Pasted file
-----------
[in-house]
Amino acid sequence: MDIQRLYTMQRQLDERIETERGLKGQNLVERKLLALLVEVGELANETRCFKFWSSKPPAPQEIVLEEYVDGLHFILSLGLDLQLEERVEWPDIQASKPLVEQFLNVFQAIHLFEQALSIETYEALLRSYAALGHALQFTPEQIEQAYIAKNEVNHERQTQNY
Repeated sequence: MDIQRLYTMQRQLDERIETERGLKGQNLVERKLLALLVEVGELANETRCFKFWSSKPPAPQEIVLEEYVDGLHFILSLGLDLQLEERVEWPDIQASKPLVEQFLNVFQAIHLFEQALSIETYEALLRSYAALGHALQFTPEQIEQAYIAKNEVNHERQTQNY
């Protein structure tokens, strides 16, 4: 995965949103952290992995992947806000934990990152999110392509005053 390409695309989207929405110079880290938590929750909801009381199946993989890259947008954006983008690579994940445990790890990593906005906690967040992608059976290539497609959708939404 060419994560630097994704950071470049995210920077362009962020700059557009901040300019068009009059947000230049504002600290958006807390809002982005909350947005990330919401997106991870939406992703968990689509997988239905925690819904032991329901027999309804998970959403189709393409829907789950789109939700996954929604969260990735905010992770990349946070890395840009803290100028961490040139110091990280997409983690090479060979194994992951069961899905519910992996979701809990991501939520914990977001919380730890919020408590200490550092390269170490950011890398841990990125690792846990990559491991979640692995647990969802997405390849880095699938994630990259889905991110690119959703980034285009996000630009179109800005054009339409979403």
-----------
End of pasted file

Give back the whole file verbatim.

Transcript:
[in-house]
Amino acid sequence: MDIQRLYTMQRQLDERIETERGLKGQNLVERKLLALLVEVGELANETRCFKFWSSKPPAPQEIVLEEYVDGLHFILSLGLDLQLEERVEWPDIQASKPLVEQFLNVFQAIHLFEQALSIETYEALLRSYAALGHALQFTPEQIEQAYIAKNEVNHERQTQNY
Repeated sequence: MDIQRLYTMQRQLDERIETERGLKGQNLVERKLLALLVEVGELANETRCFKFWSSKPPAPQEIVLEEYVDGLHFILSLGLDLQLEERVEWPDIQASKPLVEQFLNVFQAIHLFEQALSIETYEALLRSYAALGHALQFTPEQIEQAYIAKNEVNHERQTQNY
């Protein structure tokens, strides 16, 4: 995965949103952290992995992947806000934990990152999110392509005053 390409695309989207929405110079880290938590929750909801009381199946993989890259947008954006983008690579994940445990790890990593906005906690967040992608059976290539497609959708939404 060419994560630097994704950071470049995210920077362009962020700059557009901040300019068009009059947000230049504002600290958006807390809002982005909350947005990330919401997106991870939406992703968990689509997988239905925690819904032991329901027999309804998970959403189709393409829907789950789109939700996954929604969260990735905010992770990349946070890395840009803290100028961490040139110091990280997409983690090479060979194994992951069961899905519910992996979701809990991501939520914990977001919380730890919020408590200490550092390269170490950011890398841990990125690792846990990559491991979640692995647990969802997405390849880095699938994630990259889905991110690119959703980034285009996000630009179109800005054009339409979403």